## 630 Reputation

19 years, 293 days

## exact symbolic value vs approximation...

@tomleslie The problem is that Maple should return the exact symbolic value 910*Pi^7/(2187*sqrt(3)).

## Thanks...

Thanks for your advise, but I just stick with Maple Classic so that I don't have to be frustrated by this madness.

But I think this might be what is leading to the OP's issue. It's a issue that comes up frequently.

## copy/paste issue?...

Perhaps the question relates to why copy/paste frequently converts useful syntax to nonsense. For example, diff ends up as &DifferentialD.

This is a fatally frustrating aspect of a system that has different parsers.

## know conversion factor...

It seems like the low fuss way to do this would be to use old-school thinking:

Use exp(45*Pi/180) instead of exp(convert(45 degree,radians)), etc. Of course any engineering student should know this conversion factor. If they don't, then they should not be using a CAS.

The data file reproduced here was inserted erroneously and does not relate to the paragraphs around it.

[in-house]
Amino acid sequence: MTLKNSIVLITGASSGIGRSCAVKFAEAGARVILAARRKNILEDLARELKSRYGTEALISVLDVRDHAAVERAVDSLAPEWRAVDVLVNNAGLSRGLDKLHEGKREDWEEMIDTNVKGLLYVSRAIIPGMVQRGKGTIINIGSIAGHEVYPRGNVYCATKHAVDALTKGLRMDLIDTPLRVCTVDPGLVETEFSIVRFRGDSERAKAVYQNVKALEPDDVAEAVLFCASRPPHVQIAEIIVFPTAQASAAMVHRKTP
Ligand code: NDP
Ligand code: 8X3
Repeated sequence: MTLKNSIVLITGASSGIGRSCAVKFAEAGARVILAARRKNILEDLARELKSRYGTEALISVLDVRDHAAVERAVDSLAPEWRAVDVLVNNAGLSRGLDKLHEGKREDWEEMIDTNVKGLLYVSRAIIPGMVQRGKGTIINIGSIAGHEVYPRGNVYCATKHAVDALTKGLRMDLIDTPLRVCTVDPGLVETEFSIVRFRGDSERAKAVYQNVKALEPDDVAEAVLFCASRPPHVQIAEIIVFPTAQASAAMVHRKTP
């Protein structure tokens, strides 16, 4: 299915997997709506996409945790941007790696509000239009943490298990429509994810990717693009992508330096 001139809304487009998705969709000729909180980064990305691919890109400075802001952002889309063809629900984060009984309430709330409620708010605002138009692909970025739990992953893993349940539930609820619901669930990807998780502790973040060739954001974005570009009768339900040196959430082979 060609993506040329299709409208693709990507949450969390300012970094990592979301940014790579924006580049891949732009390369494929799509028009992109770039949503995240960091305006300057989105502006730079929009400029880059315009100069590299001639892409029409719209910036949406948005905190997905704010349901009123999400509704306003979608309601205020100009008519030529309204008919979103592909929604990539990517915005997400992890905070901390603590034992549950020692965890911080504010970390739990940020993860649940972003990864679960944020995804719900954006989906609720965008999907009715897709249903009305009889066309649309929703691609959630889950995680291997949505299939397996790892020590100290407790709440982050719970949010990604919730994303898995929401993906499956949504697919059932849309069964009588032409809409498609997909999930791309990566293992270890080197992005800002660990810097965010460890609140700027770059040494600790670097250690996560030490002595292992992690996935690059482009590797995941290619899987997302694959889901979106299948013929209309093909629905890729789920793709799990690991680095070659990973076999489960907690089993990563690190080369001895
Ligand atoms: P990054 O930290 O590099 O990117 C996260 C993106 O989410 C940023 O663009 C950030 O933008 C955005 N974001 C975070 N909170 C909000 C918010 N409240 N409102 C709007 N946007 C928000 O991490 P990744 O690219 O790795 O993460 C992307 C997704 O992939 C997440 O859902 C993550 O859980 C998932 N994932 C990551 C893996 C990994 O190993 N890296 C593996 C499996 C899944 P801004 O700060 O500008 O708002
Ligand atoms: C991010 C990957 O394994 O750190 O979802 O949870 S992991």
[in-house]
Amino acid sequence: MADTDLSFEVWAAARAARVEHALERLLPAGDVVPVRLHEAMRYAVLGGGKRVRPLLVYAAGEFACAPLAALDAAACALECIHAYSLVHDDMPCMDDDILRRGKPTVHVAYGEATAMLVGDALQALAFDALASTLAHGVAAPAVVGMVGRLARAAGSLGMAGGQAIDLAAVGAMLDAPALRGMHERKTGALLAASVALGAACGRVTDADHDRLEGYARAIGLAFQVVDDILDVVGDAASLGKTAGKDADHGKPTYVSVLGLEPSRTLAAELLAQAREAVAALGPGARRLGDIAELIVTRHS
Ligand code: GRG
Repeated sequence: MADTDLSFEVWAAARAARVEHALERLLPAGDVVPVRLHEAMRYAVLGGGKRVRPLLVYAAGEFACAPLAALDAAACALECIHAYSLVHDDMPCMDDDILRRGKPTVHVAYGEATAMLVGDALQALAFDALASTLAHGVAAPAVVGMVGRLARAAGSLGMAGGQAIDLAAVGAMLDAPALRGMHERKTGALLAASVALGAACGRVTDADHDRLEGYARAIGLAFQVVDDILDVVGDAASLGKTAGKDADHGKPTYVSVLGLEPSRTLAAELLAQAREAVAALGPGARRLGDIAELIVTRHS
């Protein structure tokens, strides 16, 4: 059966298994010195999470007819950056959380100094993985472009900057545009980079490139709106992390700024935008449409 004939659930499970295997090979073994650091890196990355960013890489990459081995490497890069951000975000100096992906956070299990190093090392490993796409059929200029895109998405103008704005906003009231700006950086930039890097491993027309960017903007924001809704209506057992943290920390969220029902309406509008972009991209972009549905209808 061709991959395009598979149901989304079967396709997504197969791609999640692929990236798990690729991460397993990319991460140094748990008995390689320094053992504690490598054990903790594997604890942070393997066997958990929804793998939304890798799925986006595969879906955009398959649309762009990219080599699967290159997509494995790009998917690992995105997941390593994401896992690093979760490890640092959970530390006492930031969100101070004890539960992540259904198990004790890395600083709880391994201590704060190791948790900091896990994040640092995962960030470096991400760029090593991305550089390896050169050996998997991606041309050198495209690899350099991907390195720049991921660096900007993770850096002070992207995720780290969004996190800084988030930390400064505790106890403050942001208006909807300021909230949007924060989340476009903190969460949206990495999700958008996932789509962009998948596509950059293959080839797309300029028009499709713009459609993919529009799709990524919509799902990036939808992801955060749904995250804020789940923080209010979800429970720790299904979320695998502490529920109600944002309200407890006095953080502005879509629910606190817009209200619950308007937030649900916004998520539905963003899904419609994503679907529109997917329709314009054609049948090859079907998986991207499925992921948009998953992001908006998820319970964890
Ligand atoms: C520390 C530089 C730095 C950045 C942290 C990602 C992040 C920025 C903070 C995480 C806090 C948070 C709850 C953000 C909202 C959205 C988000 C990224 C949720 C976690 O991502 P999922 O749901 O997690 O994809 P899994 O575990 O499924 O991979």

## strange inert behavior...

This is very helpful. Here is a followup. I take your integrals and instead enter them in inert forms:

A:=Int(2*x+2*y+2*z, [z=-sqrt(1-(1/4)*x^2-(1/4)*y^2)+1 .. sqrt(1-(1/4)*x^2-(1/4)*y^2)+1, y=-sqrt(-x^2+4) .. sqrt(-x^2+4), x=-2..2]);

B:=Int(Int(Int(2*x+2*y+2*z, z=-sqrt(1-(1/4)*x^2-(1/4)*y^2)+1 .. sqrt(1-(1/4)*x^2-(1/4)*y^2)+1), y=-sqrt(-x^2+4) .. sqrt(-x^2+4)), x=-2..2);

On the screen you should observe that these look identical (am I missing something?) but when you evaluate them you find that they have different values.

value(A),value(B);

However when I copy the blue output of A to a prompt and the blue output of B to a prompt [note I am using Classic so I have red input, blue output, and can easily copy/paste], you find that the value A has changed to the incorrect negative value:

AA:=Int(Int(Int(2*x+2*y+2*z,z = -1/2*(-x^2-y^2+4)^(1/2)+1 .. 1/2*(-x^2-y^2+4)^(1/2)+1),y = -(-x^2+4)^(1/2) .. (-x^2+4)^(1/2)),x = -2 .. 2);#By copy/paste of blue output for A

BB:=Int(Int(Int(2*x+2*y+2*z,z = -1/2*(-x^2-y^2+4)^(1/2)+1 .. 1/2*(-x^2-y^2+4)^(1/2)+1),y = -(-x^2+4)^(1/2) .. (-x^2+4)^(1/2)),x = -2 .. 2); #By copy/paste of blue output for B